Dutch challenger bank bunq reveals Brexit delayed its ‘wish list’ UK launch
The Netherlands-based challenger bank bunq has admitted the UK was always on its launch “wish list” and would have been the first country it launched in “if it hadn’t been for Brexit”.
The bank’s CEO, Ali Niknam, told Global Data: “I was actually physically in the UK on the night the vote took place; I was preparing the launch there. Then, for me, the unexpected outcome came into existence and I went home the next day.”
Read more: bunq: A bank built by coders
Nearly one in three British businesses are planning to relocate some of their operations abroad or have already shifted them to cope with a hard Brexit, according to the lobby group Institute of Directors (IoD). For non-UK financial firms expanding to the island, they take the risk of cross-border payments being affected and stricter data transfer rules.
On Thursday 17 October, after more than three years of ambiguity for the financial industry and businesses, the UK’s prime minister Boris Johnson revealed a second deal had been agreed on with the European Union, pending another parliamentary vote on Saturday 19 October.
“Frictionless EU trade and regulatory alignment is vital for UK prosperity and jobs,” the Confederation of British Industry said in a statement, adding that the deal is “inadequate” on services and that big questions remain on whether a free trade deal of sufficient depth can be negotiated with the EU before transitional arrangements expire.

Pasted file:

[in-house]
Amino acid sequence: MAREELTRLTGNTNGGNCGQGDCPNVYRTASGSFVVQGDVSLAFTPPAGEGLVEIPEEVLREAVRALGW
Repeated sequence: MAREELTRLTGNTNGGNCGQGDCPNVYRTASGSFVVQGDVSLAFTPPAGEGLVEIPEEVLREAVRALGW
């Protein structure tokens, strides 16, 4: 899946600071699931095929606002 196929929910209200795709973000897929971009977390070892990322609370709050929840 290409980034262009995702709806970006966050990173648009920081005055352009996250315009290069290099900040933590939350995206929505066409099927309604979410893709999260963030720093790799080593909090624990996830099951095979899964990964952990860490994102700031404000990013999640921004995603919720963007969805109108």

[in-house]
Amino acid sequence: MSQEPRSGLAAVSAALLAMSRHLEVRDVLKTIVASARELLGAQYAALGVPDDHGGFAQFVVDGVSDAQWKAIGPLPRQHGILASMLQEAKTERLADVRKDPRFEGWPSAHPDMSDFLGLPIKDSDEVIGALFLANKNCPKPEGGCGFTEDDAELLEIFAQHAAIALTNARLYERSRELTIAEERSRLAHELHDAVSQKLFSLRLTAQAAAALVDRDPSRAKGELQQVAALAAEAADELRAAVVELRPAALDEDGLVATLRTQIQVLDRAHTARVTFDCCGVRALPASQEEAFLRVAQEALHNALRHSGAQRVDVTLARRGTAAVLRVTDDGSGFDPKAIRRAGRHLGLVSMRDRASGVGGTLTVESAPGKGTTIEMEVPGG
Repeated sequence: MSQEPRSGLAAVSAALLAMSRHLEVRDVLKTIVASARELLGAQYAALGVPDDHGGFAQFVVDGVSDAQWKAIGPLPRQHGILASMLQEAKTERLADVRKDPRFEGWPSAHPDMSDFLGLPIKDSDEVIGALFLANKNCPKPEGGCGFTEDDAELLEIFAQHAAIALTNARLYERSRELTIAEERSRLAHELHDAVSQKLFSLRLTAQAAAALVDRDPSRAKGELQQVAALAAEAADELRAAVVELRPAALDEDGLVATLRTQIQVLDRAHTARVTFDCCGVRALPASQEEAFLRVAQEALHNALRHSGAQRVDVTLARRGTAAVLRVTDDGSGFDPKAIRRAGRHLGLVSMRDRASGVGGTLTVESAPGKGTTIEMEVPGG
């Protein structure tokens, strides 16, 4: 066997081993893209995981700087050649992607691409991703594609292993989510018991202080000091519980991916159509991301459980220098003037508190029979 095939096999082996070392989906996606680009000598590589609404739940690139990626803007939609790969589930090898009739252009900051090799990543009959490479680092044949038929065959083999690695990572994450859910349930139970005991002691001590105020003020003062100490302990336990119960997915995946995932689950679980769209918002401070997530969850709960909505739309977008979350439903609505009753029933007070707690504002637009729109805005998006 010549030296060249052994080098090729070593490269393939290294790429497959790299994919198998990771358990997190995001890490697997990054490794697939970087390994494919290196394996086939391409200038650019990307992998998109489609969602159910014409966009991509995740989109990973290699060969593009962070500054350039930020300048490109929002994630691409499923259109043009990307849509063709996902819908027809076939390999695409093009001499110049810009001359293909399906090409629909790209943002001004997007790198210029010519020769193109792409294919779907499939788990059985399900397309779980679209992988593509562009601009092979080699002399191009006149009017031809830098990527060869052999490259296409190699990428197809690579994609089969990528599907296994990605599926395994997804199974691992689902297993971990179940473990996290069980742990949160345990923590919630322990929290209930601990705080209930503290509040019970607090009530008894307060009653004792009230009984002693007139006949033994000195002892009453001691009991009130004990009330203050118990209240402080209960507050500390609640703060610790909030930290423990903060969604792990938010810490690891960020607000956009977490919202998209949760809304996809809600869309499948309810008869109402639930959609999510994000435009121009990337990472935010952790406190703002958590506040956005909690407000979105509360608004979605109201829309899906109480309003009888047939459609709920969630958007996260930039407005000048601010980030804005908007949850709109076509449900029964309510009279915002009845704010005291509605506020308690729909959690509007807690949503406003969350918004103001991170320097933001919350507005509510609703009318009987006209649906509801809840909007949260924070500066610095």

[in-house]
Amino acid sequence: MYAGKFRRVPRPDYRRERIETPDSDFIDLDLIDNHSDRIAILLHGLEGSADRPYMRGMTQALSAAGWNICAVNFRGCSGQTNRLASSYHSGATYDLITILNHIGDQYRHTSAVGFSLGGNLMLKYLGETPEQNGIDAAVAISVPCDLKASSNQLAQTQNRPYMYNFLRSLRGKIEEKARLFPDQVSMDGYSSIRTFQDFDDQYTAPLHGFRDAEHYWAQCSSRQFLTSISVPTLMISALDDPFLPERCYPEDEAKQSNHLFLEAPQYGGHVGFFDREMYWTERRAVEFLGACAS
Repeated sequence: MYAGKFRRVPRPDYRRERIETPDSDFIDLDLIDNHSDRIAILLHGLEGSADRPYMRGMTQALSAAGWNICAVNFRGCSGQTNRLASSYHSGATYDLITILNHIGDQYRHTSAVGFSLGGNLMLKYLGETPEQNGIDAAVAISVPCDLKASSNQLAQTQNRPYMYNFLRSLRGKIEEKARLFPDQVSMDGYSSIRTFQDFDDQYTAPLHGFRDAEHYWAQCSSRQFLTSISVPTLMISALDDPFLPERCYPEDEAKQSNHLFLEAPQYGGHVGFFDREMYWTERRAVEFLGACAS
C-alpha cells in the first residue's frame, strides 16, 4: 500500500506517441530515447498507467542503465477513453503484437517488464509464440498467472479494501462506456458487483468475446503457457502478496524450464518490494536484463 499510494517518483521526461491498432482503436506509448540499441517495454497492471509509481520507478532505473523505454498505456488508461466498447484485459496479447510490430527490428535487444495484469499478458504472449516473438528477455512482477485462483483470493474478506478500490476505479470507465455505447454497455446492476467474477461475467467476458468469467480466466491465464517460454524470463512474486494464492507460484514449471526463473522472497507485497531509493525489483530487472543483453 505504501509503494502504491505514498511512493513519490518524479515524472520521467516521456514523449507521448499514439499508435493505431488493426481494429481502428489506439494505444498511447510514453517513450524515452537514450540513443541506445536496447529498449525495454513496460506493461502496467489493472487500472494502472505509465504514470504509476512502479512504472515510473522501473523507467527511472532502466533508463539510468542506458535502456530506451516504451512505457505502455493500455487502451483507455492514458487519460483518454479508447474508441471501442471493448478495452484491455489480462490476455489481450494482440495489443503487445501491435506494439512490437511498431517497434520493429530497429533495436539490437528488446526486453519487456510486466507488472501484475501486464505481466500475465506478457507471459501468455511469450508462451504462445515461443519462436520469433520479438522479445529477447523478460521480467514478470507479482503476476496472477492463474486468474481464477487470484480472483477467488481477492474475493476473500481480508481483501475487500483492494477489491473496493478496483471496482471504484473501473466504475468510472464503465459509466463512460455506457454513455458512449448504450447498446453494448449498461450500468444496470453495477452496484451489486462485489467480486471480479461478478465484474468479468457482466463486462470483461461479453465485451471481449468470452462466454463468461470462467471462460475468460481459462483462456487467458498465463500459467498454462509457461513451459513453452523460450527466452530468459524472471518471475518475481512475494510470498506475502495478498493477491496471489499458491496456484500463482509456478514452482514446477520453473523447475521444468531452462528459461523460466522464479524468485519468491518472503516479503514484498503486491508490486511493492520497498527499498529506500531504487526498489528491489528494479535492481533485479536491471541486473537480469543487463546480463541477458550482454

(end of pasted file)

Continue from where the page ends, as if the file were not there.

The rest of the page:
Despite the ‘financial hub’ often talked about in relation to the UK, Niknam says this was “less relevant” for the bank.
With the Dutch population being more conservative in the face of new products, Niknam wanted the UK to be its first international market because British people are “more willing to give things a chance and try them out”.
“The fact that there are so many fintech players in the UK just proves the point that the British mindset is one that is open to new experiences,” says Niknam. Before bunq launched in the UK earlier this month, the neobank had already expanded into Germany, Austria, Italy, Spain, France, Ireland and Belgium.
When it comes to the UK’s densely populated challenger market, Niknam says this just “makes the market even more attractive”. “In our mindset, the new guys are competing with the old guys, rather than the new guys competing with a new guy,” the CEO continues.
As for plans to expand to the US, Niknam says this is still just a dream and points back to all the opportunity still in Europe for the taking.